Additionally, maintaining a healthy weight through cycling can reduce the burden on the SI joint, effectively alleviating pressure and potentially mitigating discomfort.

To experience the maximum possible benefit, and to reduce the chances of aggravating joint pain, getting your bike fitted by a qualified bike fitter is crucial to ensuring that the body is in the correct alignment during the activity.

So, is cycling good for SI joint pain? For most riders, the answer is yes.

Cycling can be a great exercise for individuals with SI joint pain, as it offers a low-impact option that strengthens and stabilizes the muscles around the joint while promoting joint mobility and cardiovascular fitness.

That said, if you find that cycling is exacerbating pain in the SI joint, stop. If cycling doesn’t elicit any pain, however, then it is a fantastic form of low-impact exercise that will likely improve your SI pain.

A cyclist lies on a massage table with a physical therapist performing exercises to improve her SI joint pain.

3 Common Causes of SI Joint Pain

So, if cycling is generally good for SI joint pain, what else might be causing the pain?

Below we’ll detail 3 common causes:

#1: Overuse Injuries

Overuse injuries also pose a significant risk when it comes to SI joint pain.

A sudden increase in load managed by the SI joint can potentially trigger SI joint symptoms.

It doesn’t necessarily need to be too much cycling; overuse is the mechanism in which any activity, be it running, the gym, or cycling, can become too much for the body’s capabilities.

That said, cyclists often push their bodies to the limit, seeking the rush of physical wellness and endorphins that come with an exhilarating ride.

It’s easy to get carried away, ignoring the signs of overtraining and not giving our bodies enough time to recover and adapt to the demands of training.

A cyclist on an exercise bike suffers from the effects of overtraining syndrome, which can cause SI joint pain.

Much like with running, sudden increases in cycling volume, intensity, or frequency can lead to overtraining syndrome, where the body becomes overwhelmed by the constant strain without adequate time to heal and recover.

The human body is an incredible machine capable of remarkable feats, but it needs a balanced approach to training.

Just as we need to nourish ourselves with proper nutrition, our bodies require an appropriate balance of stimuli, rest, and recovery to perform optimally.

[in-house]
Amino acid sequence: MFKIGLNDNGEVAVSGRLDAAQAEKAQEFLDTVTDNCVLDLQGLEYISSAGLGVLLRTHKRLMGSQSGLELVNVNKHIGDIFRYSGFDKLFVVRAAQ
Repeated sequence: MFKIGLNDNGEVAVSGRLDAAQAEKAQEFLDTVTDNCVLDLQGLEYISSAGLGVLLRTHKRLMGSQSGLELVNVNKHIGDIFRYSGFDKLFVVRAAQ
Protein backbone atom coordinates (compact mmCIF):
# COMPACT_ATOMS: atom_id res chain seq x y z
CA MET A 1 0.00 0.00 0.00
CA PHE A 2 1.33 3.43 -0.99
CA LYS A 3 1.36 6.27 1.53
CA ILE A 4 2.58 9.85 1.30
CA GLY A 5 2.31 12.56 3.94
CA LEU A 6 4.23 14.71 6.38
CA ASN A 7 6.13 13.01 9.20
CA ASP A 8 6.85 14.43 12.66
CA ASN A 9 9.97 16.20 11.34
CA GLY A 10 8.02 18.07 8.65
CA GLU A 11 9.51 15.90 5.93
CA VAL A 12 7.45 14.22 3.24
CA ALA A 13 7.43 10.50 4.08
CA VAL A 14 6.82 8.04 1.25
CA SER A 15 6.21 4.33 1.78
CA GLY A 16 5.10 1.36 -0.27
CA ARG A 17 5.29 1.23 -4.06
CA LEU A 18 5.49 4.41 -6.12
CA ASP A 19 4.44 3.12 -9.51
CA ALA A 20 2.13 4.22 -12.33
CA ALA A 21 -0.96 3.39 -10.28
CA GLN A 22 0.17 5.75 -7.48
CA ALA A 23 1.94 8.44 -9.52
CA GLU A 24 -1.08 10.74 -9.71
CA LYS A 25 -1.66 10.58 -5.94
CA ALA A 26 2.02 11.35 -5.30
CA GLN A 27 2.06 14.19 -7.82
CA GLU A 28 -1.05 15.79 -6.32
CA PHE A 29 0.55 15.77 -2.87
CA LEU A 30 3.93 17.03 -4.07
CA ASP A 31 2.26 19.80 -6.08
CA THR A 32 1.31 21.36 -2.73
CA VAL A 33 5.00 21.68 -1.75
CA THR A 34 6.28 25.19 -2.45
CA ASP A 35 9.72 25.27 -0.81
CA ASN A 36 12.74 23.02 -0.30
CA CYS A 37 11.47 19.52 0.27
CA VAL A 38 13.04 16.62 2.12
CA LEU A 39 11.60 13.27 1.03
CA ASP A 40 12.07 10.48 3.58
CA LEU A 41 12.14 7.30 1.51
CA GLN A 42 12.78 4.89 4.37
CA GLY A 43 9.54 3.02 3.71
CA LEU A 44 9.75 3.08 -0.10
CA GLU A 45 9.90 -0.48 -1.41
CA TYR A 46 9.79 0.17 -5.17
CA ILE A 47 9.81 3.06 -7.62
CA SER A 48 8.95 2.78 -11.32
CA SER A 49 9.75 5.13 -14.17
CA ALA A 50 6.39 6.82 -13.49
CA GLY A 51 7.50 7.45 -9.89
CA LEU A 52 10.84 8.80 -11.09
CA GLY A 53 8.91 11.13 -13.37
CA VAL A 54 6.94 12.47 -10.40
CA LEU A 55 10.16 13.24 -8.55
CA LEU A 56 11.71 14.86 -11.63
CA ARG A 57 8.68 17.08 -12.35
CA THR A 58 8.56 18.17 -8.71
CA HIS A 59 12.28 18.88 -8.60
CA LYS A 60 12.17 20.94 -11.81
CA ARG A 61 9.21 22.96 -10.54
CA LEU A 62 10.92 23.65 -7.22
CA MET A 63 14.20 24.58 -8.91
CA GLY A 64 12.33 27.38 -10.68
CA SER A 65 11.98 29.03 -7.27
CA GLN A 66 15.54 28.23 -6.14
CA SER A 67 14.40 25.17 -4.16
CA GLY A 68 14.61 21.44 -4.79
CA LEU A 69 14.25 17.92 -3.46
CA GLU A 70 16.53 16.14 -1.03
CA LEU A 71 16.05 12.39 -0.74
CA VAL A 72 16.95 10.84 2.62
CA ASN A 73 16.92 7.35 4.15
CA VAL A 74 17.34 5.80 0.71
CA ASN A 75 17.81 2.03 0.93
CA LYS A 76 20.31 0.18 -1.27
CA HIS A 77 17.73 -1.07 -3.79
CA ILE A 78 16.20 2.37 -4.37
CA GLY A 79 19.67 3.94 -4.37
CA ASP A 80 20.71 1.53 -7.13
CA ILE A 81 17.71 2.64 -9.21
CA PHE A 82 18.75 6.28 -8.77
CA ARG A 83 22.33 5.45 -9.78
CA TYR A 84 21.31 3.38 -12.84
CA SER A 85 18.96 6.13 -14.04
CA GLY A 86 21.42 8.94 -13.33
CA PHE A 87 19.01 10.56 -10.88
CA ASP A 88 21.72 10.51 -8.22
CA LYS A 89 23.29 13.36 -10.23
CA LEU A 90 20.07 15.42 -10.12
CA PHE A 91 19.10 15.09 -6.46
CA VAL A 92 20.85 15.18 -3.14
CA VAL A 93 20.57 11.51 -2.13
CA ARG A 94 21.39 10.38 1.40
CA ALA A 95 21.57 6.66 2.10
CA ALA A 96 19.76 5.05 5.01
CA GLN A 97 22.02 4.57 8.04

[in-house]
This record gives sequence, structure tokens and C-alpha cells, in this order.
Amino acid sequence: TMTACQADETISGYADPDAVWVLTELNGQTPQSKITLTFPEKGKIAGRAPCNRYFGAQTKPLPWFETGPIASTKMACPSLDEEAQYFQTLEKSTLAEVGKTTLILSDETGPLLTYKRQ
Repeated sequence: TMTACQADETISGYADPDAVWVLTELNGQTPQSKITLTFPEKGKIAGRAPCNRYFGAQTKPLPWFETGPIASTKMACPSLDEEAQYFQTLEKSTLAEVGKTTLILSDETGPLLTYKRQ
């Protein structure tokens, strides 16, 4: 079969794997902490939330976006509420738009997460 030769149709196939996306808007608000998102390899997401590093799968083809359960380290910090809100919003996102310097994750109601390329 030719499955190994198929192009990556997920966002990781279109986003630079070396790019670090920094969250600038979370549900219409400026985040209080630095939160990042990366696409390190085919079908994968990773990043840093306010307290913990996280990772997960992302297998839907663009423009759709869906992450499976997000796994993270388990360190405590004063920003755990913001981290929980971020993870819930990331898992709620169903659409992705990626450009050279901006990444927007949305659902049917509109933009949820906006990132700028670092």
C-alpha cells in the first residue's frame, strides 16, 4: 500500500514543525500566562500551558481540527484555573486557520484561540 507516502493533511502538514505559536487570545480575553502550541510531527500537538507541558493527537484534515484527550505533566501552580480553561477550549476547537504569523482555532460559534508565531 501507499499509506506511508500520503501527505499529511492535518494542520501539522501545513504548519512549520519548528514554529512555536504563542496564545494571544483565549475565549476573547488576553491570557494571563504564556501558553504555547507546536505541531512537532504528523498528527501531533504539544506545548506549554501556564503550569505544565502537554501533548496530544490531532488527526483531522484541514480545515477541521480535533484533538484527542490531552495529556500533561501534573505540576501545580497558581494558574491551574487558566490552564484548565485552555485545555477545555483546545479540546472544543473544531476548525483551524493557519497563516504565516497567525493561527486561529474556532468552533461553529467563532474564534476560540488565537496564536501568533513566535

To avoid SI joint pain, it is crucial for cyclists to emphasize regular riding at a low to moderate intensity and maintain a consistent training routine.

You can keep track of training intensity through various methods like the rate of perceived exertion (RPE) or by using a heart rate monitor.

Allowing ample recovery time, listening to our bodies, and avoiding drastic training changes are essential to prevent overuse injuries.

Incorporating cross-training activities can also be beneficial to give the cycling-specific muscles a break while still staying active.

A cyclist on a black road bike competes in a race.

#2: Muscle Weakness

The muscles surrounding the sacroiliac joint play a crucial role in stabilizing the joint and maintaining proper alignment.

When these muscles are weak, the SI joint may become more susceptible to misalignment and excessive movement, leading to pain and discomfort.

#4: Arthritis

The sacroiliac joint, just like any joint in the body, is susceptible to degenerative changes and conditions such as osteoarthritis.

Osteoarthritis of the sacroiliac joint typically occurs as a result of joint wear and tear over time, especially with age and overuse.

In osteoarthritis, the protective cartilage that cushions the ends of bones within the sacroiliac joint starts to break down.

As a consequence, the bones may begin to rub against each other, causing friction and discomfort.

This deterioration of cartilage can lead to reduced flexibility and limited movement in the joint, resulting in pain and restricted mobility.